Eicosanoids and related metabolites (oxylipins) possess potent signaling properties, elicit numerous important physiologic responses, and serve as biomarkers of disease. In addition to their presence in free form, a considerable portion of these bioactive lipids is esterified to complex lipids in cell membranes and plasma lipoproteins. We developed a rapid and sensitive method for the analysis of esterified oxylipins using alkaline hydrolysis to release them followed by ultra-performance LC coupled with mass spectrometric analysis. Detailed evaluation of the data revealed that several oxylipins are susceptible to alkaline-induced degradation. Nevertheless, of the 136 metabolites we examined, 56 were reproducibly recovered after alkaline hydrolysis. We classified those metabolites that were resistant to alkaline-induced degradation and applied this methodology to quantify metabolite levels in a macrophage cell model and in plasma of healthy subjects. After alkaline hydrolysis of lipids, 34 metabolites could be detected and quantified in resting and activated macrophages, and 38 metabolites were recovered from human plasma at levels that were substantially greater than in free form. By carefully selecting internal standards and taking the observed experimental limitations into account, we established a robust method that can be reliably employed for the measurement of esterified oxylipins in biological samples.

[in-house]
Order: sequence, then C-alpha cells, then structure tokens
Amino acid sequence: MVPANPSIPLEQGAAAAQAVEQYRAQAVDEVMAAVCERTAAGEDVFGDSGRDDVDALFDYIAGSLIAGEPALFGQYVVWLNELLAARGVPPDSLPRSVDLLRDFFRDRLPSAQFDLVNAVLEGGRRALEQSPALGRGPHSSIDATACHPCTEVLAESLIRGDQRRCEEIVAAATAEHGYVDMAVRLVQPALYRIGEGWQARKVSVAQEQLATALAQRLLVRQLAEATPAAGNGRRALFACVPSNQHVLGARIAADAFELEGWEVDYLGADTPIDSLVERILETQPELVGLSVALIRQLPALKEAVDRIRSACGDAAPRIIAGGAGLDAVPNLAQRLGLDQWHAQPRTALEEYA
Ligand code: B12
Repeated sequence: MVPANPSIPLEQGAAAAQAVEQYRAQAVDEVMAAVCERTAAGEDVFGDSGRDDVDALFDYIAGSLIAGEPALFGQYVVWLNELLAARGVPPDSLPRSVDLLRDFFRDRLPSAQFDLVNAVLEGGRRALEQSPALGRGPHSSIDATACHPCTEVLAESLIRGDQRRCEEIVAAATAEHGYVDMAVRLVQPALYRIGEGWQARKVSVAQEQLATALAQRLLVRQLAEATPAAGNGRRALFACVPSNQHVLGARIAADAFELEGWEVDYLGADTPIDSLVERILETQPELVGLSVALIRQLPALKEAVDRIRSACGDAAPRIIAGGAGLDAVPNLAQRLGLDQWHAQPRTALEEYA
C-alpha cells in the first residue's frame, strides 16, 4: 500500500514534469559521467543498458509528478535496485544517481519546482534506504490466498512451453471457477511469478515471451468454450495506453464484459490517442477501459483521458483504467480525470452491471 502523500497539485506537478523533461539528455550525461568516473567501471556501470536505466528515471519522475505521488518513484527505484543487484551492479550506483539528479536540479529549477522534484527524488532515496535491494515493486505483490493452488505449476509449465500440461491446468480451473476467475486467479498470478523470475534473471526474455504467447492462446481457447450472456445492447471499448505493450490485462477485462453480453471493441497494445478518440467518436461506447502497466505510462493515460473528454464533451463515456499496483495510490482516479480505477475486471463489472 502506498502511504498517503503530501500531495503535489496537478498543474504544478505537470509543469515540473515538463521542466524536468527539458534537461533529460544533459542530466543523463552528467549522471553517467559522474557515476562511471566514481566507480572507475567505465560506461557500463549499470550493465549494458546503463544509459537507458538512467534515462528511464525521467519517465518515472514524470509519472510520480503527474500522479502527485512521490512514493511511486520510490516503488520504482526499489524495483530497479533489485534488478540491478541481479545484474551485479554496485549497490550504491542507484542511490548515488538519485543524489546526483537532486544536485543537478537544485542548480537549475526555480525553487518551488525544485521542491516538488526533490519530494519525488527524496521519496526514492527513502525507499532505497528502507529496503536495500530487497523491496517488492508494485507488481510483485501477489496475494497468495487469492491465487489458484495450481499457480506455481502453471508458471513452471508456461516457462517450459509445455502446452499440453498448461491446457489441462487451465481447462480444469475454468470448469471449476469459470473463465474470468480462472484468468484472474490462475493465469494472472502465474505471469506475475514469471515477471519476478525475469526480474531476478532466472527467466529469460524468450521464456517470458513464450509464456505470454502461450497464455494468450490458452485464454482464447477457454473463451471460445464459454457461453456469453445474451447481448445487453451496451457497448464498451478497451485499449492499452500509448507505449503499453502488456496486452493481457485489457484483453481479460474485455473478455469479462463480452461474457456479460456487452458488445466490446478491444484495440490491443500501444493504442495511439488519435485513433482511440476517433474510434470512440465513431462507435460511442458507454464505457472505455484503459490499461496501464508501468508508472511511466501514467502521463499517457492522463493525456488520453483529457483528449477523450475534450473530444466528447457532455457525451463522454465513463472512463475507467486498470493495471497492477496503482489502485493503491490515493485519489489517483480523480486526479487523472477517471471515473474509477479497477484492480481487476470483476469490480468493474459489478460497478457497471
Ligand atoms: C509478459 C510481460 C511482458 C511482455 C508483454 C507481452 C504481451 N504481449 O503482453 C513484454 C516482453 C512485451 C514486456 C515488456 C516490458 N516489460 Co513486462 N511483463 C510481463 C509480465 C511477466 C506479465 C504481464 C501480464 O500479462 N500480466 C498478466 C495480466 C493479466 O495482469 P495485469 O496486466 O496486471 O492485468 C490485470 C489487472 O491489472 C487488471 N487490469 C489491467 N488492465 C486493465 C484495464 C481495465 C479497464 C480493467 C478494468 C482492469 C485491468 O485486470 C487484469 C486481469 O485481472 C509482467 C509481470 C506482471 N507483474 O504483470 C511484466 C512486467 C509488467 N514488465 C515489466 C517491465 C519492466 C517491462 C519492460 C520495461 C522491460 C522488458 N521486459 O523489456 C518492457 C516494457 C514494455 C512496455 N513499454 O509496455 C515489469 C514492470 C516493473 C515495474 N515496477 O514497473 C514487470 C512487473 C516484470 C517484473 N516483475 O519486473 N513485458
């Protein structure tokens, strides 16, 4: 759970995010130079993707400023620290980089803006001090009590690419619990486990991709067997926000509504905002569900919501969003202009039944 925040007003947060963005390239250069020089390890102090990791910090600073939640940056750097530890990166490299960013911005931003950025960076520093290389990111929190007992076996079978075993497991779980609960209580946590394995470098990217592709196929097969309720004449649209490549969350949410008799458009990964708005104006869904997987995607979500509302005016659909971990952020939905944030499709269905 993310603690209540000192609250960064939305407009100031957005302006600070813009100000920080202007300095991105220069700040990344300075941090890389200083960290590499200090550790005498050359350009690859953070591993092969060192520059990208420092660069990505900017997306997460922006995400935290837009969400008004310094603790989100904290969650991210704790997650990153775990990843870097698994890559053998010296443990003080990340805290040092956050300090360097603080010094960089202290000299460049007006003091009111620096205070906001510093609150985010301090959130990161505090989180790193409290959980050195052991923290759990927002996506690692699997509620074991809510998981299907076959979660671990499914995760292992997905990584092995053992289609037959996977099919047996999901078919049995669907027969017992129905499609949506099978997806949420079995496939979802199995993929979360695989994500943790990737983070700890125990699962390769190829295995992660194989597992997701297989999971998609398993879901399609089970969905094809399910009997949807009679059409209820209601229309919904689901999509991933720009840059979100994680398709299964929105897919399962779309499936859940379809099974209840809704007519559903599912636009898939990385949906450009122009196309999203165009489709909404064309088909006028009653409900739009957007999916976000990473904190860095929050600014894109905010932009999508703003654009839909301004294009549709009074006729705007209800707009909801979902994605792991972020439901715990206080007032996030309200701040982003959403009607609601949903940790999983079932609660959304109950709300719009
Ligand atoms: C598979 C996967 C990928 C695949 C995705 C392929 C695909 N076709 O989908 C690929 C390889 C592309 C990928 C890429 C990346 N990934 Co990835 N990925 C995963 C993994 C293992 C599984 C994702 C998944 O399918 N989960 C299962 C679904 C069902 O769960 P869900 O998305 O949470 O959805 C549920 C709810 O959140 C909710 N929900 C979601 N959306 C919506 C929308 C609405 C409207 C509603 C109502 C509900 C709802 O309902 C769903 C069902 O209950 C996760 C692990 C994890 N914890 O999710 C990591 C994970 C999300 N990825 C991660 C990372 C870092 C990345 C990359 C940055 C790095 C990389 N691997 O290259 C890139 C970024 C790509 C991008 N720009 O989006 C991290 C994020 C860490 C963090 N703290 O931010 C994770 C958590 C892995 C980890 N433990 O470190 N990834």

Keywords: lipidomics; mass spectrometry; oxidized lipids; oxylipins.
Copyright © 2018 Quehenberger et al.